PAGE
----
An Interview with Shyla Sheppard, Owner/CEO

Local Hero: Best Beverage Artisan, Beer

Photos by Stacey M. Adams

Shyla Sheppard of Bow and Arrow Brewing Co.

Growing up, Shyla Sheppard recalls her grandmother working in her garden, making their traditional foods, and sharing stories of their Mandan/Hidatsa/Arikara people. These experiences ingrained in her an appreciation for the bounty of the land, its connection to a way of life and its history. Sheppard is today the founder and CEO of Bow & Arrow Brewing Co., a four-year-old Albuquerque brewery and beer hall specializing in wild, sour, and Southwest-inspired beers. With her love of funky and sour beers and the Great American Southwest, Sheppard enjoys bringing a diverse perspective to the craft beer industry.

How did you get to where you are now? What’s the backstory, and what was the moment that brought you to your current work?

I worked for almost a decade investing in other people’s businesses and loved working with passionate entrepreneurs. I took that experience and put it to use in starting Bow & Arrow. Back in college I developed a love for craft beer, eventually did some home brewing, and I’d seek out breweries whenever I traveled. I got to a point in my investing career where I was faced with either committing to raising another investment fund or taking the leap into starting my own business. That was in late 2013. I opened Bow & Arrow in February 2016 and here we are four years later!

How have your previous and outside professional experiences shaped your approach to running the brewery?

In terms of getting things off the ground, my experiences as an investor in small, privately-held businesses gave me some insight into getting a business started and some of the common pitfalls that new businesses often face.

How does your beer, and the spaces you’ve created to enjoy it, help tell the story of our corner of the Southwest?

We care about our special place in the Southwest. It’s a unique area and, for the most part, it’s arid and dry, so showcasing some of the local flora is fun and challenging. We also want to support local agriculture and the people/businesses committing themselves to this place. Some fun ingredients we’ve used include Navajo tea, sumac berries, and blue corn. You’ll also find visuals of the vast Southwest landscape in the beer hall that reinforce our connection to the land. There’s a careful balance struck between drawing from our Native backgrounds while being culturally appropriate and respectful. I think that gives us a unique style and look in the beer scene, and it also feels authentic.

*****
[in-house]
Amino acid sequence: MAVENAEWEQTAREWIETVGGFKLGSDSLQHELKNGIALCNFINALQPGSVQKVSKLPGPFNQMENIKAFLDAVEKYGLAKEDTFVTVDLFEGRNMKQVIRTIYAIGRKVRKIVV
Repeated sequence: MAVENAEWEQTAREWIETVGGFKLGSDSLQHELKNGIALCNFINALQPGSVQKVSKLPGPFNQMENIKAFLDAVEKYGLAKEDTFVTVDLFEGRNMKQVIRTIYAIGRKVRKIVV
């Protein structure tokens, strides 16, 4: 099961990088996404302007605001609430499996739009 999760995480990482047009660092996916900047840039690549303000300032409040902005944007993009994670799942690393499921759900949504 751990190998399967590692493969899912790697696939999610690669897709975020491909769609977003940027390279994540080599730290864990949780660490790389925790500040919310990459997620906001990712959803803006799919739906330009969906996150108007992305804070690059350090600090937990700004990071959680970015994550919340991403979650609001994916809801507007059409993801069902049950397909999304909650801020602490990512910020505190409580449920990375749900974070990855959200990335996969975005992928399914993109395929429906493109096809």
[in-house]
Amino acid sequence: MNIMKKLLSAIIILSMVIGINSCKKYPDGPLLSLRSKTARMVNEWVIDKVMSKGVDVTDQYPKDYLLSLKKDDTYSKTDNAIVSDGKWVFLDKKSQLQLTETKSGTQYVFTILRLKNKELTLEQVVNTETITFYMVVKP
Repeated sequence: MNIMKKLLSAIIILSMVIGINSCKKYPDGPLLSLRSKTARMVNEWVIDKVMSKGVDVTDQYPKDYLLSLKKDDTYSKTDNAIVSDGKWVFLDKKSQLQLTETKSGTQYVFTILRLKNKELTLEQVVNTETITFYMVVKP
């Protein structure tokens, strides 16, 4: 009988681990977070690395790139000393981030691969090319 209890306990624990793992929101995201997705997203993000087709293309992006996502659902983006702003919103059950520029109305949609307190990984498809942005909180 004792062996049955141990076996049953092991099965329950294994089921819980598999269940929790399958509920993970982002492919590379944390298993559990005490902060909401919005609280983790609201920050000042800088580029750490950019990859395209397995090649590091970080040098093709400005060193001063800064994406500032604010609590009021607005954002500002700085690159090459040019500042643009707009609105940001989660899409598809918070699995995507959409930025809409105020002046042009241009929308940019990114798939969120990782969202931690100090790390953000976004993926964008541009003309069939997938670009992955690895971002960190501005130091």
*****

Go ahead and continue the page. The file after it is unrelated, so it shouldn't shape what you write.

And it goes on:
You have recently developed a second taproom, the Rambler Taproom, in Farmington. What does it mean for you to expand to a new location in general, and to the Four Corners area in particular?

We are currently working on the new taproom and expect an early 2020 opening. An off-site taproom in Farmington will only deepen our roots in the Southwest. It’s very much in line with how we’ve positioned ourselves as a brand being about the American Southwest. Farmington is essentially a gateway to the Four Corners. It’s also a market we currently do not serve, and we are excited to expand our reach into the Four Corners area with a brick-and-mortar location.

Is there an issue surrounding the craft beer movement that particularly motivates you?

We bring a unique perspective to an industry that has traditionally been dominated by people who don’t look like us. It’s motivating when women or other people of color reach out and share that they’ve been watching us and have taken inspiration from what we’re doing with Bow & Arrow. So I’ve learned that representation matters and is essential to creating a more diverse industry.

What has been the biggest surprise about running the brewery? What has been the best moment so far?

People aren’t necessarily looking for flagship beers anymore, so we are constantly dreaming up new beers and ingredients to experiment with. It definitely keeps us on our toes. The best moment so far was serving our first pint of beer and someone actually paid for it!

What is your favorite beer that you’ve made so far? What’s coming on tap that you’re particularly excited for?

I feel like every new beer release is my new favorite, but I tend to particularly love our fruited sour beers that are tart and complex. We just released Desert Revival, a golden sour ale with peaches we sourced from Three Dog Farm in Los Ranchos. The thing about these beers is they take patience and special care. Most of the barrels in this blend are aged for eighteen months and we later refermented the blended beer on the juiciest peaches I’ve ever had. So as the months pass while these special beers work their magic, they are worth the wait. We have a golden sour aged on cherries from Los Ranchos in the works to commemorate our four-year anniversary in February. I can’t wait!

608 McKnight NW, Albuquerque, 505-247-9800,

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